If you are a 90’s kid like myself, you probably fondly remember the end of the Sister, Sister episode where Ray Campbell (played by Tim Reid) was working on a banner that said “Go Lions” for him to bring to an upcoming game at the Pontiac Silverdome. The show, of course, took place in Detroit.
Instead, there’s a bit of a boo-boo as the banner actually read “Go Loins” instead of “Go Lions.”
Who knows if the Lions were, in a teen sitcom, anywhere near as bad as they are really but if they were, it was simply another sign that the Lions just cannot get anything done correctly.
As most Detroit sports fans know, the Lions are seemingly the worst-ran franchise in all of North American sports (the Toronto Maple Leafs, though may have something to say about that).
In many cities, football season is exactly that. In MoTown, it is merely a countdown to baseball season.
Recently, the Lions made a controversial decision in terms of its radio flagship station. That flagship right now is WXYT-FM 97.1 The Ticket, a CBS Radio-owned sports talker.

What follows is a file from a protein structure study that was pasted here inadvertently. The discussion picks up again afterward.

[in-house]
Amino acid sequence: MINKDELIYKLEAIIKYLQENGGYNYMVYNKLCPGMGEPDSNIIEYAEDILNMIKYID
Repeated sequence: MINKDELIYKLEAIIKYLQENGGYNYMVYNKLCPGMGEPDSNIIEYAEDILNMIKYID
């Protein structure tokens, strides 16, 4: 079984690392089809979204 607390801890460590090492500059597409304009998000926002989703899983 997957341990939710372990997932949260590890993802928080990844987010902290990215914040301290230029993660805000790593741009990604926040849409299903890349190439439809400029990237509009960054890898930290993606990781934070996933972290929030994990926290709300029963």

Next year that will change as the Lions move from The Ticket to WJR 760—a Cumulus-owned News/Talk radio station.
Huge deal for Cumulus who are starting to get WJR back into the sports game as they add the Lions to their Michigan State football and basketball coverage.
“We are thrilled to have the Detroit Lions back on WJR AM 760, the Great Voice of the Great Lakes. The long history and tradition of both the Detroit Lions and WJR made this a natural partnership well into the future,” Tom O’Brien, market manager and vice president at WJR said.
Long-suffering Lions fans probably were looking at that quote and thought what tradition has this franchise has had since 1957 (the last time the Lions won an NFL Championship/Super Bowl).
The Lions have since tried to say the decision to move to WJR AM was solely based on finances (per Elizabeth Parksiand that the station and owner simply made a better business offer than either 97.1 The Ticket or Greater Media’s WMGC Detroit Sports 105.1 which also reportedly was in the running for the rights.
It has been said the deal will include a simulcast on an FM station since no sports team would be willing to go from an AM station to an FM station in 2015 unless said AM station backed a caravan full of Brinks trucks to a team’s front office.
But was there a different reason?
The idea that there could have been a different reason as to why WJR beat the Ticket for the Lions is nothing new in sports’ teams negotiations with radio stations.